Cannabis plants grow in the greenhouse at Vireo Health's medical marijuana cultivation facility in Johnstown, New York. (Drew Angerer, Getty Images)

Maryland’s long-delayed medical marijuana program finally ready to grow

Medical marijuana regulators in Maryland on Monday authorized eight companies to grow the drug and four businesses to process the plant into medicine.

The decision at a meeting of the state’s medical cannabis commission comes one year after the panel chose 15 growers and 15 processors from a large pool of applicants. The winners in that preliminary round were given one year to pass inspections, background checks and financial vetting in order to get final licenses to start operating. The companies approved Monday have all gone successfully through the vetting process.

In May, the commission gave final approval to Maryland’s first legal marijuana grower, ForwardGro of Anne Arundel County, and suspended another firm, MaryMed, amid questions over legal troubles embroiling its parent company.

The remaining cultivation and processing companies pre-approved last year have until Aug. 28 to obtain licenses.

Patrick Jameson, the commission’s executive director, says his agency continues to conduct inspections, and may grant extensions if companies run into delays outside their control, such as problems obtaining local approval.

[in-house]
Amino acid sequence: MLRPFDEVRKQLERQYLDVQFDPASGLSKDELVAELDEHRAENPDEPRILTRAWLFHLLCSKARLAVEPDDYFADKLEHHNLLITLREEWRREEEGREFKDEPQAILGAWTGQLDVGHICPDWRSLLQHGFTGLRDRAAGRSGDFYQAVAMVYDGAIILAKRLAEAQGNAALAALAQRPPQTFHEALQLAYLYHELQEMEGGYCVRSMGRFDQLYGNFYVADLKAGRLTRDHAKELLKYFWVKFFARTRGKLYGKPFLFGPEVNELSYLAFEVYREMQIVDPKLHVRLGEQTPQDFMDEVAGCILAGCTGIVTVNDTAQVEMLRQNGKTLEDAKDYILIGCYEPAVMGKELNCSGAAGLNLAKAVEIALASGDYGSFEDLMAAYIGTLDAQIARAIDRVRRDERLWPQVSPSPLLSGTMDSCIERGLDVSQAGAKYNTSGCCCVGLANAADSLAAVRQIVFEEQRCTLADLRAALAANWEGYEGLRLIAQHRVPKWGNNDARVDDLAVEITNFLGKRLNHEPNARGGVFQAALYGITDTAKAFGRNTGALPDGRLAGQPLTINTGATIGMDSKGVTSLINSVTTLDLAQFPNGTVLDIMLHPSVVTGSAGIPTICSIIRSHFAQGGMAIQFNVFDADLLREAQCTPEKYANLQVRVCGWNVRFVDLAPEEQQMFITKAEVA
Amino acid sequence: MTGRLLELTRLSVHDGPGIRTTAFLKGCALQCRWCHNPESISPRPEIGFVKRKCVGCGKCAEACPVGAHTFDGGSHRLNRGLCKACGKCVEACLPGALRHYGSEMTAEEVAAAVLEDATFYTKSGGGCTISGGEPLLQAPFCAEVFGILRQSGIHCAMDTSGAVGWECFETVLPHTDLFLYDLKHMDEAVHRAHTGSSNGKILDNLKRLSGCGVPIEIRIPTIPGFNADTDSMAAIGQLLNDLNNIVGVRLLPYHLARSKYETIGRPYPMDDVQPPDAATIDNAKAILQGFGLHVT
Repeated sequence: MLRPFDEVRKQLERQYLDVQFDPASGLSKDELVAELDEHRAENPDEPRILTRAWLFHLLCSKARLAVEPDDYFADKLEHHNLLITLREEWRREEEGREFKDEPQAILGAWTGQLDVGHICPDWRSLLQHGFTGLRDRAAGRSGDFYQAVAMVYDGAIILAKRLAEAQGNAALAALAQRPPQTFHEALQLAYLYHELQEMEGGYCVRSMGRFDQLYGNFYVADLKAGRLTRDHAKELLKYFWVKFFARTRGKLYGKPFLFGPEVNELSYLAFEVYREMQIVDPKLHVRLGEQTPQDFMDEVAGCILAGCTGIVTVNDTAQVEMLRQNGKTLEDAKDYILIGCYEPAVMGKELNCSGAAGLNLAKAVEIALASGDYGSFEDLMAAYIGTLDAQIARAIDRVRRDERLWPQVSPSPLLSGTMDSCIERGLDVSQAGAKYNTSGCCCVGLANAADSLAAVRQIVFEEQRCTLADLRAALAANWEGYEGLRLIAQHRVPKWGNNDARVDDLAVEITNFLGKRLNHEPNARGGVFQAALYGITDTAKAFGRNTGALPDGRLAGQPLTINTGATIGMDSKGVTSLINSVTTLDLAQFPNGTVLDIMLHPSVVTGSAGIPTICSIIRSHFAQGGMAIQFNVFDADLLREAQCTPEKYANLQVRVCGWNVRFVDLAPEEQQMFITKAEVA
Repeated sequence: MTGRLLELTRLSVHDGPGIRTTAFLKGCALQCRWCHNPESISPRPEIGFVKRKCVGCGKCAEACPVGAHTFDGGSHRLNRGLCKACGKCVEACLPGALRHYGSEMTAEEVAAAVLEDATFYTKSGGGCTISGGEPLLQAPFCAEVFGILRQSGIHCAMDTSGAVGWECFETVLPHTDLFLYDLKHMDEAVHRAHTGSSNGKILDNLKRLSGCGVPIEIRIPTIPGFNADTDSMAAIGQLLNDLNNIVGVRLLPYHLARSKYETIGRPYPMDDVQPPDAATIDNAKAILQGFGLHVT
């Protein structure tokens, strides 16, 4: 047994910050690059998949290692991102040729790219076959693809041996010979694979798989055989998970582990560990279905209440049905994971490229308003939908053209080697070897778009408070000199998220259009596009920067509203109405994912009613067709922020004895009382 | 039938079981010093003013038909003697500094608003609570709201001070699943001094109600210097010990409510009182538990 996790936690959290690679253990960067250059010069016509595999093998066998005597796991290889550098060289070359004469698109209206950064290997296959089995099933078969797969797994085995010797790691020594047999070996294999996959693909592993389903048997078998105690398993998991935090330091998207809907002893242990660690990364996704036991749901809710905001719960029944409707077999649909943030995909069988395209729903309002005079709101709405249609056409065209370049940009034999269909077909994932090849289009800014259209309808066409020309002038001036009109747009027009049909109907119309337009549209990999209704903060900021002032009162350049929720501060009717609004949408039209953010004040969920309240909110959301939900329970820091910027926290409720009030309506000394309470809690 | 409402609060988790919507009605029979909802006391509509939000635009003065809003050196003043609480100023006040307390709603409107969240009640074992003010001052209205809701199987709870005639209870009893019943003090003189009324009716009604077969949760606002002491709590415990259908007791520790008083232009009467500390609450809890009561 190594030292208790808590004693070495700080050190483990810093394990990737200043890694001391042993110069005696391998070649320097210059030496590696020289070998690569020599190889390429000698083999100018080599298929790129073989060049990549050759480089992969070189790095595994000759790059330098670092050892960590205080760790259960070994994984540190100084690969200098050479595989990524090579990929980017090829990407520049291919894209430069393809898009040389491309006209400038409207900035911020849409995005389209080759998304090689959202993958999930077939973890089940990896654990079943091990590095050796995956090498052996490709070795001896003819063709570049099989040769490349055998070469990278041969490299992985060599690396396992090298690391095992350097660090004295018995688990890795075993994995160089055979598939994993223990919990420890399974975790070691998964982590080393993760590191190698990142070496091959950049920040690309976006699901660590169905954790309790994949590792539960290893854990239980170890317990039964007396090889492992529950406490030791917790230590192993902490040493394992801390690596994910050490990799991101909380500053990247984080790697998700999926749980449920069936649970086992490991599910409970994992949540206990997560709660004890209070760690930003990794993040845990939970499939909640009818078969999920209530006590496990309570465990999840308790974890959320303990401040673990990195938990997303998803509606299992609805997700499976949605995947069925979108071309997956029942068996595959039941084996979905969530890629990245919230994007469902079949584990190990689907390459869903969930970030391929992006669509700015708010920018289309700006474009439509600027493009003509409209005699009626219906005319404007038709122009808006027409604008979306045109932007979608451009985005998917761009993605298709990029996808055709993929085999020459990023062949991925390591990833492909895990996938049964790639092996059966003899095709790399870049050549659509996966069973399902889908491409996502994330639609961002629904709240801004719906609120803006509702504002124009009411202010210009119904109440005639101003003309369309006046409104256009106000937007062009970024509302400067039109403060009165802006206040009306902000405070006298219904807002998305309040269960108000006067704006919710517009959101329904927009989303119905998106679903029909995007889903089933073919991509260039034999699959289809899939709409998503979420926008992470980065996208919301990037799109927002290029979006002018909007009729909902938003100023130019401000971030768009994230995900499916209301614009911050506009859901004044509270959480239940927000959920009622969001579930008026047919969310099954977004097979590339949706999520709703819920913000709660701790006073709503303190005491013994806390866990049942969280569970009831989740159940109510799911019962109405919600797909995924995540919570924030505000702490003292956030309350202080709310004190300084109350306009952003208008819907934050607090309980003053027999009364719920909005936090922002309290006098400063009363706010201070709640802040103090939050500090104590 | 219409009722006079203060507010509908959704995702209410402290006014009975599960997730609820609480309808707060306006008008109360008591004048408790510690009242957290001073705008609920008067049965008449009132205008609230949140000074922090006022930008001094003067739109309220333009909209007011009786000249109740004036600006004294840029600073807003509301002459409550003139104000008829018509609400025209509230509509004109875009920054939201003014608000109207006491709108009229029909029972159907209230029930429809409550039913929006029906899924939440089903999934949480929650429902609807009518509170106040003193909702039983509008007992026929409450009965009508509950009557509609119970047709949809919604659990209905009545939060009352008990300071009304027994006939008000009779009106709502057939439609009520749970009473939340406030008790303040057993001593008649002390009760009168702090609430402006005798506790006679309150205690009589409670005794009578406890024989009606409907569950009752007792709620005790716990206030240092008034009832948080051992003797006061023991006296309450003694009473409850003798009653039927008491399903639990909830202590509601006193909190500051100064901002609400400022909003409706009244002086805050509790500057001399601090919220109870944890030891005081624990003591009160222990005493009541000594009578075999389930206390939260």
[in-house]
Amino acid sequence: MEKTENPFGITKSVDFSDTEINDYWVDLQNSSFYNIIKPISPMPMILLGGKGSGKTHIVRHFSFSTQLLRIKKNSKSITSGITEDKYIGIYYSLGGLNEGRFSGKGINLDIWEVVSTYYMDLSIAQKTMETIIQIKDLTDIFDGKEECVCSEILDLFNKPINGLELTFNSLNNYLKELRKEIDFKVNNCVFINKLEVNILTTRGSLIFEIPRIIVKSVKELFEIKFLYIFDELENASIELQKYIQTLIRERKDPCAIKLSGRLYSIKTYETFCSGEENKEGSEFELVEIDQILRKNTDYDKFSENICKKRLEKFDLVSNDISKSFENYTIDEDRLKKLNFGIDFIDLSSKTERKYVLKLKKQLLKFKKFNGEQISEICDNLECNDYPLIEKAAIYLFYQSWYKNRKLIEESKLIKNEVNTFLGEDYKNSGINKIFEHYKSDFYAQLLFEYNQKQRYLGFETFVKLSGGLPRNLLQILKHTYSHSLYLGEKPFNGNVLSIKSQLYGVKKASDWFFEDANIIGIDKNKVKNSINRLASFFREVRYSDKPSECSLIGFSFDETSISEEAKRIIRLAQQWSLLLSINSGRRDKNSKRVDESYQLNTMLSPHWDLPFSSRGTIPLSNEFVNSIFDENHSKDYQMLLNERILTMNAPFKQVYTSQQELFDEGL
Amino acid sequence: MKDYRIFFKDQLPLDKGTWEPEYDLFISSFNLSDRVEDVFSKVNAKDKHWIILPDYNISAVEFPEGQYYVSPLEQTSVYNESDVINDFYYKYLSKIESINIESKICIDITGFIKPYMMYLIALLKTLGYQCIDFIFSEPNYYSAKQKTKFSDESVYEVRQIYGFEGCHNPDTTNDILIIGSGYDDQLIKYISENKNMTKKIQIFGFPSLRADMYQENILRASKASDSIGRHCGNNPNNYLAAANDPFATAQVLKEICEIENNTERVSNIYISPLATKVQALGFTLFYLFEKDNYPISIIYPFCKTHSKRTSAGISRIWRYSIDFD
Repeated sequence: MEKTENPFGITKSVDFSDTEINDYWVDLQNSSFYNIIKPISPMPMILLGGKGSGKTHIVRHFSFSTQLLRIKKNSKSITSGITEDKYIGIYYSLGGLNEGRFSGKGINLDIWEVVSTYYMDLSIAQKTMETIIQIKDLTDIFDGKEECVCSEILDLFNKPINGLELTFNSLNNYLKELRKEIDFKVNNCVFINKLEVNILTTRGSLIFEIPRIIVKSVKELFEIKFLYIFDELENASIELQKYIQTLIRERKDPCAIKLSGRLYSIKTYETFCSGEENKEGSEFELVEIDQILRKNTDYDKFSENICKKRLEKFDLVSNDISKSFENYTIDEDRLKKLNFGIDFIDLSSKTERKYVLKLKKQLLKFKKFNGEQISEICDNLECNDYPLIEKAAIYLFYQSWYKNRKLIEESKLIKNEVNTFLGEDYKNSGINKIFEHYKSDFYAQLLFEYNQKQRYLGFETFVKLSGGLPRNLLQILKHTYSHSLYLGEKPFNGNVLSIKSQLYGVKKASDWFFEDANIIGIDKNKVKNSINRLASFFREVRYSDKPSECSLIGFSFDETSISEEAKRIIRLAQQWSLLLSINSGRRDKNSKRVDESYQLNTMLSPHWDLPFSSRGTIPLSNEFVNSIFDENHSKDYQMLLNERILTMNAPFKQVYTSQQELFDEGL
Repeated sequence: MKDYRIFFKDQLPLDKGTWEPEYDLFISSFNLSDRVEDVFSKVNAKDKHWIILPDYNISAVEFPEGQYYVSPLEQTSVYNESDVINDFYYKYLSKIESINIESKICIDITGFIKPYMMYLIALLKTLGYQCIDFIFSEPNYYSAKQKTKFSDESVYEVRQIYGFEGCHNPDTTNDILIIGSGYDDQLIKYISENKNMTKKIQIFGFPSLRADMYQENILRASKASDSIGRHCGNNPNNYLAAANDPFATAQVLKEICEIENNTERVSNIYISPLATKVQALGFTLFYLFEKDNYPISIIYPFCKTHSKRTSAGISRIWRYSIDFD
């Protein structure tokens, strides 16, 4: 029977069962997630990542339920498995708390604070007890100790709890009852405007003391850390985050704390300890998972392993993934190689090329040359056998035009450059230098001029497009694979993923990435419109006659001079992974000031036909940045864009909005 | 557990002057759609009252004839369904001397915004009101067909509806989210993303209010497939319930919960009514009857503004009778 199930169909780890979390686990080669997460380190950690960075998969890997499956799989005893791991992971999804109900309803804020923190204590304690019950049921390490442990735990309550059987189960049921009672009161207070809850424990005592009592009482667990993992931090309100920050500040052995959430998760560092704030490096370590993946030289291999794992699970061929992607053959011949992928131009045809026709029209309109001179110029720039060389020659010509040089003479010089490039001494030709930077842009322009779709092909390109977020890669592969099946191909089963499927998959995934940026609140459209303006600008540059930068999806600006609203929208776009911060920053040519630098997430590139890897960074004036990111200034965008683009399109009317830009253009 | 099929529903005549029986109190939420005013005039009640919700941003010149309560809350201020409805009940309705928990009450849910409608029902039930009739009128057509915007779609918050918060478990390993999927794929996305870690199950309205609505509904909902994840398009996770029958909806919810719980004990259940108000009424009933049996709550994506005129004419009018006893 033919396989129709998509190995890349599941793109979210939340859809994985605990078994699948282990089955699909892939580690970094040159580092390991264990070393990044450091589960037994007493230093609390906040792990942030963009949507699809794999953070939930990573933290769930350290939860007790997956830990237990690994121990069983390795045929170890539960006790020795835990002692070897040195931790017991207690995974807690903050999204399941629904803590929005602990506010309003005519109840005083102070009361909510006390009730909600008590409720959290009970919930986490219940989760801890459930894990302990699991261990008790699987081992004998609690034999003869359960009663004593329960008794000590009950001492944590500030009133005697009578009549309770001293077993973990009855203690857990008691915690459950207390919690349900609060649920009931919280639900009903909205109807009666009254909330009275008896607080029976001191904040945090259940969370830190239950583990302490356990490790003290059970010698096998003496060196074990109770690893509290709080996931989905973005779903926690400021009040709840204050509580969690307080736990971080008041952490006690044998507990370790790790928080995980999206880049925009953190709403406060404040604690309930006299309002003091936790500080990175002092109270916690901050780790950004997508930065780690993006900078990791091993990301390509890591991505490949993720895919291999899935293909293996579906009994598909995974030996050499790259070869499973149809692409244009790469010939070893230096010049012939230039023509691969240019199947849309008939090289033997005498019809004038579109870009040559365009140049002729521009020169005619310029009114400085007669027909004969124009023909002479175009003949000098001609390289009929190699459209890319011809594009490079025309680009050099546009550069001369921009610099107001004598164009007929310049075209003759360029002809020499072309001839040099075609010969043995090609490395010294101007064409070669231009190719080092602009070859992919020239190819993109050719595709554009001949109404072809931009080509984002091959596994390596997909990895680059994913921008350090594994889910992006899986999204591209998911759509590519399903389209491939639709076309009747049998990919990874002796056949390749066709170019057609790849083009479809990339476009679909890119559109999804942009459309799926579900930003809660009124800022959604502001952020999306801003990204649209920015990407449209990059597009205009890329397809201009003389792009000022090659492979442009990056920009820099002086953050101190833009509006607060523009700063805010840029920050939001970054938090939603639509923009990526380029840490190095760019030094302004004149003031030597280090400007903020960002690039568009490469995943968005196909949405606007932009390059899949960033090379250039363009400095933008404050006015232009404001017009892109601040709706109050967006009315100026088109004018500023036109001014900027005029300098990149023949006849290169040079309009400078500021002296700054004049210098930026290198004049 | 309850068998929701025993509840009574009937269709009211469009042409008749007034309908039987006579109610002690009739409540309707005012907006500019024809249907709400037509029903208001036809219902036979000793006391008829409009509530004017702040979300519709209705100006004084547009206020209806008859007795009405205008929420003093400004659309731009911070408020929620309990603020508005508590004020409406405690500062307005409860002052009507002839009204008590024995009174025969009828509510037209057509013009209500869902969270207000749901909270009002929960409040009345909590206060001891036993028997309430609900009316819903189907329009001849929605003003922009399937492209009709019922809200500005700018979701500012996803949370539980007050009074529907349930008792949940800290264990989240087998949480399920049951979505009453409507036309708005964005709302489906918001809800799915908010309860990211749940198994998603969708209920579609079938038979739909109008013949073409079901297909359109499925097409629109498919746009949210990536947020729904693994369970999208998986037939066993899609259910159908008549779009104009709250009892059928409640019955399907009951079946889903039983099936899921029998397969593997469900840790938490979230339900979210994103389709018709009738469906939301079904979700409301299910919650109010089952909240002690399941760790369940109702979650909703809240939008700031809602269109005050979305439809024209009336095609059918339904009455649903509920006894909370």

Maryland’s medical marijuana program has been mired in controversy and litigation over the way companies were selected to launch the potentially lucrative industry.

If the commission denies licenses to any pre-approved growers or processors, that will create opportunities for other businesses to enter the market.

State marijuana regulators also launched a probe of potential conflicts between companies and experts hired by the state to grade their applications, following a report in The Washington Post that revealed connections.

In one instance, Temescal Wellness’ successful processor application was evaluated by the wife of the listed general manager.

Temescal received a cultivation license on Monday, but not a processor license. A representative of Temescal at the commission meeting declined to comment, but a lawyer for the firm previously said it was cooperating with the commission’s request for information. Jameson, the commission executive director, says the company remains under investigation.